Panel studies happen when moves and changes happen, which is pretty often.
Office cubes get rearranged, or a manufacturing area inside a plant is relocated. Such shifts can trigger a panel study, a process intended to verify that the new space has a power source with sufficient current capacity to accommodate new equipment—new loads.
Panel studies are short-term variations of load studies, which by code (National Electric Code, or NEC) analyze current levels over a 30-day period. Panel studies typically last a day, sometimes more. They evaluate the existing capacity of electrical panels to determine if they can meet the current requirements of machinery and equipment being introduced into the space.
An efficient method for conducting a panel study uses wirelessly interconnected measuring tools equipped with a logging function. An example: the Fluke 3000 FC Industrial System, one of many Bluetooth-equipped test and measurement tools that transmit data to the Fluke Connect® app on IOS or Android phones.
How it works:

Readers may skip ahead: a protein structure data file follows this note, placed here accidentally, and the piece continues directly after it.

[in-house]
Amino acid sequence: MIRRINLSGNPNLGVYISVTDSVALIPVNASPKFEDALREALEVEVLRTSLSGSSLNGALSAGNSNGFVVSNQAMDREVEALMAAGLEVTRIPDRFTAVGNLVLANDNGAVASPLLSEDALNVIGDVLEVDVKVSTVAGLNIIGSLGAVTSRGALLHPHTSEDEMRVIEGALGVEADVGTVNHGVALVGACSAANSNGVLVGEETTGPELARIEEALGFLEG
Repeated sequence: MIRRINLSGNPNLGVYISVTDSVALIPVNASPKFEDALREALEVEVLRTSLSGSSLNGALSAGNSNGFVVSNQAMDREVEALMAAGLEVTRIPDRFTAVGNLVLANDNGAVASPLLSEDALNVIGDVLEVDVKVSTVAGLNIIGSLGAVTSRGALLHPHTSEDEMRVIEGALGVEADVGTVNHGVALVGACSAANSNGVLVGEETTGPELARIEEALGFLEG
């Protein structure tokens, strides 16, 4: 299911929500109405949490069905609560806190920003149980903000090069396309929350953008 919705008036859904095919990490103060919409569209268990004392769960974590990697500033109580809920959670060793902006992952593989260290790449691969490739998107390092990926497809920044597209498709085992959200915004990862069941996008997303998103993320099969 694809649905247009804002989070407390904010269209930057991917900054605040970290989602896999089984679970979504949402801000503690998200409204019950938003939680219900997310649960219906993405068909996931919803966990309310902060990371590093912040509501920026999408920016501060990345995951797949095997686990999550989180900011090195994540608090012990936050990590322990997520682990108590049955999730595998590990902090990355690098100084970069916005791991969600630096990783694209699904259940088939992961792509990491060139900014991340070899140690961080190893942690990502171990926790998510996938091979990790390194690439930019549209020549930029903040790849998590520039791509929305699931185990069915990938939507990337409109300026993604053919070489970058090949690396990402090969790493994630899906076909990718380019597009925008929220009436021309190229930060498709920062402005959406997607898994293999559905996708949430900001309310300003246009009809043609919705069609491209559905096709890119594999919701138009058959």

- Wearing personal protection equipment (PPE), open and inspect the electrical panel. Panel nomenclature should identify the panel’s amperage capacity. If it is a 100-amp panel that contains 10 breakers, no more than eight should be in operation. The NEC stipulates that a panel cannot exceed 80 percent of its rated capacity.
- Deploy as many current modules as you have available, placing a clamp around a wire of each circuit (connected to a breaker) to be measured. A maximum of six signals can be viewed simultaneously on a phone or computer via the Fluke Connect® app.
- Initiate measurements and begin logging data for whatever duration has been selected. Battery-powered Fluke modules, when equipped with fresh batteries, are estimated to continuously operate a minimum of 250 hours (10+ days).
When wirelessly connected, a technician can monitor the readings of each module via phone (within 65 feet/20m) or computer. He or she is able to address other tasks while the modules collect and log data. Panels do not need to be reopened and reclosed, so PPE does not need to be repeatedly pull on and taken off.
The wireless connectivity permits an easier, faster and more efficient way to perform a panel study. A standard clamp meter, for example, provides only an at-that-moment measurement, not continuous readings.
The results will tell a technician whether more capacity needs to be added to an existing panel or if a new panel needs to be added.
Some situations may call for a comprehensive load study and the use of a tool such as the Fluke 1730/US Three-Phase Energy Logger, requiring detailed setup procedures. Panel studies are sufficient for less complex environments and wireless Fluke current modules make that process efficient and cost-effective.